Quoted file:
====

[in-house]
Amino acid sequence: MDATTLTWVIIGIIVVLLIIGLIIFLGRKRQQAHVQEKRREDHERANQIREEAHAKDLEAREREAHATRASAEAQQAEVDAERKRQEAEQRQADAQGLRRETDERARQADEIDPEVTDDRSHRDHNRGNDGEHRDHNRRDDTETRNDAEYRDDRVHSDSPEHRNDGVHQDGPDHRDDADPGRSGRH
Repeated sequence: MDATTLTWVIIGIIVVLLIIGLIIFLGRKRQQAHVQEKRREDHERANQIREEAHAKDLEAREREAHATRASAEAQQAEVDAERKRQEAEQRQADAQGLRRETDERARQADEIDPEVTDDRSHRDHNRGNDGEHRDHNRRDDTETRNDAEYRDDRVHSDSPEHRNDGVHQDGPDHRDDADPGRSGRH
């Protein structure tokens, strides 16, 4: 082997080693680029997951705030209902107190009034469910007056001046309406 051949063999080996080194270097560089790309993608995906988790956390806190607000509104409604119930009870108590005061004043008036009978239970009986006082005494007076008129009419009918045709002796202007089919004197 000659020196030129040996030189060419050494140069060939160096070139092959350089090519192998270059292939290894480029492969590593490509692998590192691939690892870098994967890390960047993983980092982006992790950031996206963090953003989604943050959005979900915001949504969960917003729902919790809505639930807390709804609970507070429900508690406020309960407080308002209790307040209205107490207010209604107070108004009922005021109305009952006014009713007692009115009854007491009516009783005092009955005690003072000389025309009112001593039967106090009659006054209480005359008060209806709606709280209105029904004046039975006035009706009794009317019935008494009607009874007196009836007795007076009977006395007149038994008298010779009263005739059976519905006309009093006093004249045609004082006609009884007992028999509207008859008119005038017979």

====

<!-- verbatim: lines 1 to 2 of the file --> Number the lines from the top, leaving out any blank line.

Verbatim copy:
[in-house]
Amino acid sequence: MDATTLTWVIIGIIVVLLIIGLIIFLGRKRQQAHVQEKRREDHERANQIREEAHAKDLEAREREAHATRASAEAQQAEVDAERKRQEAEQRQADAQGLRRETDERARQADEIDPEVTDDRSHRDHNRGNDGEHRDHNRRDDTETRNDAEYRDDRVHSDSPEHRNDGVHQDGPDHRDDADPGRSGRH